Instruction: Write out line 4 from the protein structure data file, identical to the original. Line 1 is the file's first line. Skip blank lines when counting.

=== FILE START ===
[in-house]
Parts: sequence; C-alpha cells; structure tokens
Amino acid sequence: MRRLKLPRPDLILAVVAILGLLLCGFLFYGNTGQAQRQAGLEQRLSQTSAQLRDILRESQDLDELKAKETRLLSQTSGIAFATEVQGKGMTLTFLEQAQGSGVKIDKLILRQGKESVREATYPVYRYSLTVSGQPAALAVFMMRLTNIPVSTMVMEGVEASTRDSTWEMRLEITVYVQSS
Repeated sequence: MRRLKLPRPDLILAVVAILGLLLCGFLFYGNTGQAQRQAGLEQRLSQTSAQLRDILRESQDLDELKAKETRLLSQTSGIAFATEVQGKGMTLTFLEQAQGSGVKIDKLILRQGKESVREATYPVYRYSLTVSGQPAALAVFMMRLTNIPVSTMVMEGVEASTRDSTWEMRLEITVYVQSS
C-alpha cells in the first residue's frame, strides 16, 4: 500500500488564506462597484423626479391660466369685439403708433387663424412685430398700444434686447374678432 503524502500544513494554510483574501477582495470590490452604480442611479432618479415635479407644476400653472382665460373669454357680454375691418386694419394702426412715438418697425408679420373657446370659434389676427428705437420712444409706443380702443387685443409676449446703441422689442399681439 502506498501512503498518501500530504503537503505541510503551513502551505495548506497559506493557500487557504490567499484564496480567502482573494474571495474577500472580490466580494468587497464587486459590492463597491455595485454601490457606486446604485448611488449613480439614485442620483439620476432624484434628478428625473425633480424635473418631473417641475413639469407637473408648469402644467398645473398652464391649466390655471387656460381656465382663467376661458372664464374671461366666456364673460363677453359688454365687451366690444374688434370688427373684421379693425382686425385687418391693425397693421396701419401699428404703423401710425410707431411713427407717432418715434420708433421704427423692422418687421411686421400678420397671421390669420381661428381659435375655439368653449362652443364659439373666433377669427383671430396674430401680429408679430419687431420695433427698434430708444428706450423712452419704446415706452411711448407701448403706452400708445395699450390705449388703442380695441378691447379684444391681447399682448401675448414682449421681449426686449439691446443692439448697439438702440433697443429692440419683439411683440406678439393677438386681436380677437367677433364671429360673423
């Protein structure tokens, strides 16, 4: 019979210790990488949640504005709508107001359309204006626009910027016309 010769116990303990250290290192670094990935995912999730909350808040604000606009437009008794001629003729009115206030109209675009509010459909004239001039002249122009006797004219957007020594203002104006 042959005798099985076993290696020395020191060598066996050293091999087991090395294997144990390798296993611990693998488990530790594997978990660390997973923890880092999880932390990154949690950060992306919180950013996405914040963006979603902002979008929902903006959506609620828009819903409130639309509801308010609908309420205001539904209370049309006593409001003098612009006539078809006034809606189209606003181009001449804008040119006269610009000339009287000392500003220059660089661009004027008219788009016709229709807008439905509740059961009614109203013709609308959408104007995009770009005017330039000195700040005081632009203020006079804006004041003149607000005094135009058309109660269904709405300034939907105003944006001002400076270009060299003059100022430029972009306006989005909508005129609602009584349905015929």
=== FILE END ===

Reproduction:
Repeated sequence: MRRLKLPRPDLILAVVAILGLLLCGFLFYGNTGQAQRQAGLEQRLSQTSAQLRDILRESQDLDELKAKETRLLSQTSGIAFATEVQGKGMTLTFLEQAQGSGVKIDKLILRQGKESVREATYPVYRYSLTVSGQPAALAVFMMRLTNIPVSTMVMEGVEASTRDSTWEMRLEITVYVQSS